A step ahead for 3G
The Department of Telecom’s (DoT) draft policy has reportedly proposed that third generation (3G) telecom services be opened to existing and new operators through an auction, allowing them to bid for a maximum of 10 MHz of spectrum in two tranches of 5 MHz each.
The proposed policy departs from Trai’s September 2006 recommendation that existing operators get priority in spectrum allocation for 3G services.
The existing telecom (2G) players have argued that 3G services are in some ways an extension of 2G services and, therefore, they should get some priority and be allowed to evolve into 3G players. While it may be true that 3G is a vastly improved version of 2G network, it does not automatically give 2G players a pre-emptive right over 3G spectrum.
The auction based pricing of 3G — as opposed to a fixed below-market fee for 2G, which is rationalised as necessary for making telecom services affordable — means that 3G would have to focus on value added services, for which it is better suited.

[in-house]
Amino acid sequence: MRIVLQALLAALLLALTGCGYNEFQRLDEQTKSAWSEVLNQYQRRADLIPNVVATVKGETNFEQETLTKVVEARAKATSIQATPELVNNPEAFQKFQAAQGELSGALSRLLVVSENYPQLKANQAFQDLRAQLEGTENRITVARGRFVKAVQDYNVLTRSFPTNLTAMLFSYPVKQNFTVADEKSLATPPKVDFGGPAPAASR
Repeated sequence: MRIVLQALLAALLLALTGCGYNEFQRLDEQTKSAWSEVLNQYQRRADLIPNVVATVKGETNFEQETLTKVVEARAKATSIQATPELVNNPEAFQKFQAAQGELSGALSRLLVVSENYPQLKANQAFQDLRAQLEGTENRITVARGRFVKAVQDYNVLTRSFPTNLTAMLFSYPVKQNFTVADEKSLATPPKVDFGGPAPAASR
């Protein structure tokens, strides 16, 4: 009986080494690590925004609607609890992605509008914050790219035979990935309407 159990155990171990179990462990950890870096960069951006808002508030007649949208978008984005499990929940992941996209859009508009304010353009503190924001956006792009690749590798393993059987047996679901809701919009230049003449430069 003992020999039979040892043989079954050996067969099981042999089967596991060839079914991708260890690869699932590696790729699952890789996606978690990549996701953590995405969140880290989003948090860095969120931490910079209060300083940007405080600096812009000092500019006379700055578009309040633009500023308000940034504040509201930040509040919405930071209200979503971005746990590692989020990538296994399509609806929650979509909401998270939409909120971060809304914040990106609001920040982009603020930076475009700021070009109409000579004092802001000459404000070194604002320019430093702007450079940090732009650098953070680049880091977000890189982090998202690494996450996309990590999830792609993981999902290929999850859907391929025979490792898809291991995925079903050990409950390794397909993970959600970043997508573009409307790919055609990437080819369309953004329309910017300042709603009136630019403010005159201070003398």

Meanwhile, 2G would largely remain an affordable voice and low end value-added service. This makes 3G a service distinct from 2G, as business models would have to be different. Given that, it is only logical that the auction be thrown open to everyone.
In such a situation it also makes sense to offer spectrum in blocks of 5MHz and a maximum of 10MHz, as opposed to 5MHz recommended by TRAI. Existing operators already have the start-up spectrum and can manage with 5MHz of 3G spectrum. A new operator, on the other hand, will need a start-up spectrum as well and, therefore, would have the leverage to bid for up to 10MHz of spectrum.
The condition that new players would have to acquire a unified access service licence for Rs 1,651 crore to be eligible for bidding creates a level playing field. The policy continues to reserve one slot for state-owned players, but they will have to pay the bid amount if successful, or match the highest bid in case they fail to secure a licence.
This is a more equitable way of reserving a slot for PSU players than giving spectrum for free. The stiff rollout obligations would discourage spectrum hoarding. DoT should quickly freeze the policy and get 3G rolling through a well-designed auction.